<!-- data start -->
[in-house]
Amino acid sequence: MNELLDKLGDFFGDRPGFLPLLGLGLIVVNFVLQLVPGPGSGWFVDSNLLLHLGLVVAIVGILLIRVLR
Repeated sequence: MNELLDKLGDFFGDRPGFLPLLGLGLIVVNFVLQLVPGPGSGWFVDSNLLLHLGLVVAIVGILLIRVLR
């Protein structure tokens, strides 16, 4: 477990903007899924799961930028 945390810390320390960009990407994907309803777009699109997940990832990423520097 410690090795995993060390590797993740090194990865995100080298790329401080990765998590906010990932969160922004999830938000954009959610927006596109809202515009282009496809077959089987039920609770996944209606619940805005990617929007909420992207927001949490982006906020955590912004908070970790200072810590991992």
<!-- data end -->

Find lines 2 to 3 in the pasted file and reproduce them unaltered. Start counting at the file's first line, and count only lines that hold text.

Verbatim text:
Amino acid sequence: MNELLDKLGDFFGDRPGFLPLLGLGLIVVNFVLQLVPGPGSGWFVDSNLLLHLGLVVAIVGILLIRVLR
Repeated sequence: MNELLDKLGDFFGDRPGFLPLLGLGLIVVNFVLQLVPGPGSGWFVDSNLLLHLGLVVAIVGILLIRVLR